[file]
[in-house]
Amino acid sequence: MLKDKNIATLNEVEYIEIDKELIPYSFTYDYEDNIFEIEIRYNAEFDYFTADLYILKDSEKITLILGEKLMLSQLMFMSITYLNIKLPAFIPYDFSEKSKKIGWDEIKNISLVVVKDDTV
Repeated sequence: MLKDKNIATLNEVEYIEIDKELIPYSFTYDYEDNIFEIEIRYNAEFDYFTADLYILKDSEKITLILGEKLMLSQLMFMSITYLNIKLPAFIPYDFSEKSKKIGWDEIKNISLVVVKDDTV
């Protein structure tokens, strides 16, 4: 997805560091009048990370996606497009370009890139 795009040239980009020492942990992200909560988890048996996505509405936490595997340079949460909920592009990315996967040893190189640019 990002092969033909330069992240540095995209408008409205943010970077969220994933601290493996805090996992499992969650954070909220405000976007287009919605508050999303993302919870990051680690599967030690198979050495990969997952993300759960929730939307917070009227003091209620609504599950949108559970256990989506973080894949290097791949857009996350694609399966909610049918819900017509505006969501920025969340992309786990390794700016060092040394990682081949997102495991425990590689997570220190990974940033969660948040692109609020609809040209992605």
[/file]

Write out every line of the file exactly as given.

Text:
[in-house]
Amino acid sequence: MLKDKNIATLNEVEYIEIDKELIPYSFTYDYEDNIFEIEIRYNAEFDYFTADLYILKDSEKITLILGEKLMLSQLMFMSITYLNIKLPAFIPYDFSEKSKKIGWDEIKNISLVVVKDDTV
Repeated sequence: MLKDKNIATLNEVEYIEIDKELIPYSFTYDYEDNIFEIEIRYNAEFDYFTADLYILKDSEKITLILGEKLMLSQLMFMSITYLNIKLPAFIPYDFSEKSKKIGWDEIKNISLVVVKDDTV
């Protein structure tokens, strides 16, 4: 997805560091009048990370996606497009370009890139 795009040239980009020492942990992200909560988890048996996505509405936490595997340079949460909920592009990315996967040893190189640019 990002092969033909330069992240540095995209408008409205943010970077969220994933601290493996805090996992499992969650954070909220405000976007287009919605508050999303993302919870990051680690599967030690198979050495990969997952993300759960929730939307917070009227003091209620609504599950949108559970256990989506973080894949290097791949857009996350694609399966909610049918819900017509505006969501920025969340992309786990390794700016060092040394990682081949997102495991425990590689997570220190990974940033969660948040692109609020609809040209992605």